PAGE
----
November 23, 2022

Four benefits of programming together

In a series of blogs, Dennis van der Salm, senior Pega architect at BPM Company, looks at efficient versus effective working, role-based versus skill-based working and different programming styles. In an earlier blog, he wondered to what extent role-based working still works within the IT industry. In this blog, he zooms in on programming styles and talks about what bringing disciplines together can bring you.

Role-based working

‘So you work together and focus on the same thing? That’s not very productive!’ I regularly get this comment when I explain to people how I work. I think differently about that. At the beginning of my career, I worked in a team where we had a fairly standard way of working. Product-owners wrote the user-stories. The business analyst researched those stories. During refinement sessions, the details were transferred to the rest of the team and a developer would work solo on one of those user-stories. Once the developer was ready, the most experienced developer on the team reviewed the code. Finally, the whole thing was handed over to a tester after which it was finally pushed through to the production environment by people from operations. A way of structuring based on The Principles of Scientific Management, as I also described in my earlier blog. How efficient is role-based working really? Let’s zoom in on the role of developers.

Pair programming not so extreme

A few years ago, I read Kent Beck’s articles on Extreme Programming. Well, you are young and the word ‘extreme’ naturally grabs your attention then. My expectations were high, but when I finished the book, I was a bit disappointed, to say the least. Almost nothing in his book seemed extreme. It all seemed like common sense! One of the main topics of the book is ‘pair programming’: two developers working together towards a solution. But what benefits does that actually bring? I see four.

The four advantages of pair programming

1. Ongoing review of code 

Reviewing code – naturally – increases the quality of the code and reduces the risk of bugs. In pair-programming, the code is in fact continuously reviewed.

2. Sharing knowledge ‘on the job’

In pair programming, the senior developer supervises the less experienced programmers. Junior developers and new entrants can thus start working immediately and are immediately productive.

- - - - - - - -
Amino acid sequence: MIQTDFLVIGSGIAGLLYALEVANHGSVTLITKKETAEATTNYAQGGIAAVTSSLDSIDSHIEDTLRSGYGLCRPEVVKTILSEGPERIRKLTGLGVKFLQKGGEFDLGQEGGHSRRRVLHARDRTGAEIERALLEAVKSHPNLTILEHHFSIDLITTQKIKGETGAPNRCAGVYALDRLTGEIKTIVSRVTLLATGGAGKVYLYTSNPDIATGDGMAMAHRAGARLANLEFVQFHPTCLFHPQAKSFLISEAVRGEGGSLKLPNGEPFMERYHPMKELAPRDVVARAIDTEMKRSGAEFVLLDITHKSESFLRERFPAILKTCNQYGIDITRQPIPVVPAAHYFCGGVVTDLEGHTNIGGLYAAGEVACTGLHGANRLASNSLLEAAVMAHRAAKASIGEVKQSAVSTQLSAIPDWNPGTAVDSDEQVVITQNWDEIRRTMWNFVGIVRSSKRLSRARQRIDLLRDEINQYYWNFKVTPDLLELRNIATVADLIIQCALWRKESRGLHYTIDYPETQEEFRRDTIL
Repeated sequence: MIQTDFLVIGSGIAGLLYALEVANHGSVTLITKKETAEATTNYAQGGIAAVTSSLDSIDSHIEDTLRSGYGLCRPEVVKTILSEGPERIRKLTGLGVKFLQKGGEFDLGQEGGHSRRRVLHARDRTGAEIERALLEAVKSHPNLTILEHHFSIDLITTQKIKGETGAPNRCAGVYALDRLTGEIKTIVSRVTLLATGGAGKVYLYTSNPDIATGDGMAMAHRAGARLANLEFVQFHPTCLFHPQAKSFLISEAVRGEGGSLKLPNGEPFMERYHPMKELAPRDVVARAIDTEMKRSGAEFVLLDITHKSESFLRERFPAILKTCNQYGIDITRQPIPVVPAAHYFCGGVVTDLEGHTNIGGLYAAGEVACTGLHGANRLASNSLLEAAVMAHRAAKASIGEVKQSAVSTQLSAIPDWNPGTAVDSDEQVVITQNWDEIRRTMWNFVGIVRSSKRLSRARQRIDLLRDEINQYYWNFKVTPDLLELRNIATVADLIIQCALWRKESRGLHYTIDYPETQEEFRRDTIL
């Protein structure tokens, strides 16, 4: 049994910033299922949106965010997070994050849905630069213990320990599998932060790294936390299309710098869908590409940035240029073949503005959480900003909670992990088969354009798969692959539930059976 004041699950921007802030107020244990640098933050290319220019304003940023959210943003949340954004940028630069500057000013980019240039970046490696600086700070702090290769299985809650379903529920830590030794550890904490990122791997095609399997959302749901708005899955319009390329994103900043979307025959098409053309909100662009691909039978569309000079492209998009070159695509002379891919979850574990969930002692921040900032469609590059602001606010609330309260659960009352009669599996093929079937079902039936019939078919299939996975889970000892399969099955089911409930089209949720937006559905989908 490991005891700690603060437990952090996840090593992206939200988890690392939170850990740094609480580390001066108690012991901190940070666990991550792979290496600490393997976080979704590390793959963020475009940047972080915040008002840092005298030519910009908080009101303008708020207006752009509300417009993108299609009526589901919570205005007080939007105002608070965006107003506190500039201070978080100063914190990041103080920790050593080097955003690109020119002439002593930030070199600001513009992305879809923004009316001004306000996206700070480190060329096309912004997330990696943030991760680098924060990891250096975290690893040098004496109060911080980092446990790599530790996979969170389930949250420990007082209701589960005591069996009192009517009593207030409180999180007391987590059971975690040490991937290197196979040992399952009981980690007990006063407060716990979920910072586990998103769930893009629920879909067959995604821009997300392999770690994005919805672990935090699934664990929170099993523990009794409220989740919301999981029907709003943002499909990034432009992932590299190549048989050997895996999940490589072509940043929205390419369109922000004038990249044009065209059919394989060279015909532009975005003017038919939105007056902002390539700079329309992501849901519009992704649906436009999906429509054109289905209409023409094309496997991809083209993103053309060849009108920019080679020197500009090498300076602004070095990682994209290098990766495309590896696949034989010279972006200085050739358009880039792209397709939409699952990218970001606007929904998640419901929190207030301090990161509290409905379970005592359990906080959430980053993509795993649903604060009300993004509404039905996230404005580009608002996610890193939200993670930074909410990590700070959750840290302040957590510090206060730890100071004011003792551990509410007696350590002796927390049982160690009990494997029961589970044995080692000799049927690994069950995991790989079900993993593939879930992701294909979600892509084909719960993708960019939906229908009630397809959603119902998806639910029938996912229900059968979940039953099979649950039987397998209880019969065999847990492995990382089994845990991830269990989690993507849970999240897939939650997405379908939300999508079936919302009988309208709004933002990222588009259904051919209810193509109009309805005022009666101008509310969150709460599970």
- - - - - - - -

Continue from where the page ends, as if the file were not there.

3. Knowledge assurance

Because several people have extensive knowledge of the application, less knowledge is lost when someone leaves. This is even more convenient for externals, like me, who work for a client for a few years.

4. A broader sense of responsibility across the application

A solo developer working on a piece of code only feels responsible for that piece of code. If a change is needed at a later point in the process, that particular person has to do it because ‘he built it’. In pair programming, both developers feel responsible for the entire code of the application.

The closer to the solution, the less value

In one of his Tweets, Beck argues that pair-programming works best when little is known about what needs to be done. The closer you get to a solution, the less pair-programming adds. A valid point. The more is known, both in terms of what needs to be done and where the developer’s knowledge is concerned, the less pair-programming will help you. In my own experience, when I was at the beginning of a topic, the pair-programming sessions were more intense and thus had more impact. Once the details were known and the designs and solutions were clear, the impact of pair programming diminished. At that stage, it was mainly about avoiding errors, which is still very valuable because debugging can give you quite a headache!

Nothing to hide 

Pair-programming can be quite difficult. You have to let go of your ego. After all, you can’t hide if you don’t know something. There is nothing wrong with that in itself, but it can be tricky. Experimentation and constant conversation is key. That can lead to great results from moment one, but you may also need to improve things a few more times to make it work. Martin Fowlers wrote a valuable article on pair programming, with practical tips. Want to go one step further in collaborative application development? Then mob-programming might be a good option.


Is pair programming a panacea? No. It is a valuable tool that you can use to tackle challenges effectively. Try experimenting with the tools, try to master them and use them in the right context.

Want to know more?

In future blogs, I will explore this topic in more detail. I look at efficient versus effective working, role-based versus skill-based working, and different programming styles. Do you also feel that cross-departmental processes could be more efficient and better and want a quick initial insight into the possibilities? Feel free to contact us!


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